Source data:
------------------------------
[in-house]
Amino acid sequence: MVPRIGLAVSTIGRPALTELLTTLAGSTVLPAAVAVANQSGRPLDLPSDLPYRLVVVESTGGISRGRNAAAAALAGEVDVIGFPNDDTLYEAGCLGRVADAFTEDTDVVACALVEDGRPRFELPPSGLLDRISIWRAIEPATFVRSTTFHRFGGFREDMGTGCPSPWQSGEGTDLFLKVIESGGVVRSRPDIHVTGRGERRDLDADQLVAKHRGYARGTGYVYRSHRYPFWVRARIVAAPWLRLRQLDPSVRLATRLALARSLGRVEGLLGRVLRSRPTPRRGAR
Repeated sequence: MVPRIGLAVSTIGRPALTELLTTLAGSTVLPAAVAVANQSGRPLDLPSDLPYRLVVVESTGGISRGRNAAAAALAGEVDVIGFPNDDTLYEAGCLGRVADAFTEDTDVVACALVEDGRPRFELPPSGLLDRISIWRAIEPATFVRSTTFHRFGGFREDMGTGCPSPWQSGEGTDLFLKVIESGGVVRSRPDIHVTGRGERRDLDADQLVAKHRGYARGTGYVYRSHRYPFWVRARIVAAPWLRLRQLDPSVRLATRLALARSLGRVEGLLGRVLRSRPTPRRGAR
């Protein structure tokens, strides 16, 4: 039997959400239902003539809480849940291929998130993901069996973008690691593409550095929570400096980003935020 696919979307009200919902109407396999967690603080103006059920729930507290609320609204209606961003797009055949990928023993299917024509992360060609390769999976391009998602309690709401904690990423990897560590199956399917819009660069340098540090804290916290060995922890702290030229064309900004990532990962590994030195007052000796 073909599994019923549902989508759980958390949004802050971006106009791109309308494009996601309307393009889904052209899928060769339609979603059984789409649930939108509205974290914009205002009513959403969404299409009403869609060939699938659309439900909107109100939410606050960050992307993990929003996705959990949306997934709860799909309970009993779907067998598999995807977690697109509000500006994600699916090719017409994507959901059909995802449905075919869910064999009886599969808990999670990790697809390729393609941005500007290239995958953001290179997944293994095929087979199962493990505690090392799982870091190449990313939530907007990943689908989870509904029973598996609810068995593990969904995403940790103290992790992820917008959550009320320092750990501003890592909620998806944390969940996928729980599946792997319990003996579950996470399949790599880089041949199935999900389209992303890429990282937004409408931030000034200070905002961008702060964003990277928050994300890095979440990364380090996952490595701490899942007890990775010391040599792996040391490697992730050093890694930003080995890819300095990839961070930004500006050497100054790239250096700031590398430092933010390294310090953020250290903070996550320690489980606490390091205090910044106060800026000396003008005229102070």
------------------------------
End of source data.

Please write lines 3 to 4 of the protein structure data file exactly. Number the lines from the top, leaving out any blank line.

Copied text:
Repeated sequence: MVPRIGLAVSTIGRPALTELLTTLAGSTVLPAAVAVANQSGRPLDLPSDLPYRLVVVESTGGISRGRNAAAAALAGEVDVIGFPNDDTLYEAGCLGRVADAFTEDTDVVACALVEDGRPRFELPPSGLLDRISIWRAIEPATFVRSTTFHRFGGFREDMGTGCPSPWQSGEGTDLFLKVIESGGVVRSRPDIHVTGRGERRDLDADQLVAKHRGYARGTGYVYRSHRYPFWVRARIVAAPWLRLRQLDPSVRLATRLALARSLGRVEGLLGRVLRSRPTPRRGAR
């Protein structure tokens, strides 16, 4: 039997959400239902003539809480849940291929998130993901069996973008690691593409550095929570400096980003935020 696919979307009200919902109407396999967690603080103006059920729930507290609320609204209606961003797009055949990928023993299917024509992360060609390769999976391009998602309690709401904690990423990897560590199956399917819009660069340098540090804290916290060995922890702290030229064309900004990532990962590994030195007052000796 073909599994019923549902989508759980958390949004802050971006106009791109309308494009996601309307393009889904052209899928060769339609979603059984789409649930939108509205974290914009205002009513959403969404299409009403869609060939699938659309439900909107109100939410606050960050992307993990929003996705959990949306997934709860799909309970009993779907067998598999995807977690697109509000500006994600699916090719017409994507959901059909995802449905075919869910064999009886599969808990999670990790697809390729393609941005500007290239995958953001290179997944293994095929087979199962493990505690090392799982870091190449990313939530907007990943689908989870509904029973598996609810068995593990969904995403940790103290992790992820917008959550009320320092750990501003890592909620998806944390969940996928729980599946792997319990003996579950996470399949790599880089041949199935999900389209992303890429990282937004409408931030000034200070905002961008702060964003990277928050994300890095979440990364380090996952490595701490899942007890990775010391040599792996040391490697992730050093890694930003080995890819300095990839961070930004500006050497100054790239250096700031590398430092933010390294310090953020250290903070996550320690489980606490390091205090910044106060800026000396003008005229102070």